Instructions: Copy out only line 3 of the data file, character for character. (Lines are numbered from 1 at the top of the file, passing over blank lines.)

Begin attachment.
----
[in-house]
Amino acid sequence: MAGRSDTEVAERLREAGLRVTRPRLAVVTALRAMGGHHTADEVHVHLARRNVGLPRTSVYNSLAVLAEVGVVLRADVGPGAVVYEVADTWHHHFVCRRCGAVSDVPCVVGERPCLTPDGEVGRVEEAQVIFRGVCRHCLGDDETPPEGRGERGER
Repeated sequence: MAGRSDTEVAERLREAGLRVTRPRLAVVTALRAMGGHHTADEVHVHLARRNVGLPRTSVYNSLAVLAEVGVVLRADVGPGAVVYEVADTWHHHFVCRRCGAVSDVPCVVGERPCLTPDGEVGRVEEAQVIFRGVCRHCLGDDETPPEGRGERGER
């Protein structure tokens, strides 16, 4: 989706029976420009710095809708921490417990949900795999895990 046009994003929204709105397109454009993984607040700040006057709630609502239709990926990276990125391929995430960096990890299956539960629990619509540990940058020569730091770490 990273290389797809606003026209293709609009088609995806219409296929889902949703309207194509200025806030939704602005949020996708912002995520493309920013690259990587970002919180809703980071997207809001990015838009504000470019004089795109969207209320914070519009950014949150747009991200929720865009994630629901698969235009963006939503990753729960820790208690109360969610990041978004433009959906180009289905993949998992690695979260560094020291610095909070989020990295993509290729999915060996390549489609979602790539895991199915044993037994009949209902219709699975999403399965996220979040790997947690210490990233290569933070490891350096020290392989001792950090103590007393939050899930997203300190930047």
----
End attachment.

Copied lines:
Repeated sequence: MAGRSDTEVAERLREAGLRVTRPRLAVVTALRAMGGHHTADEVHVHLARRNVGLPRTSVYNSLAVLAEVGVVLRADVGPGAVVYEVADTWHHHFVCRRCGAVSDVPCVVGERPCLTPDGEVGRVEEAQVIFRGVCRHCLGDDETPPEGRGERGER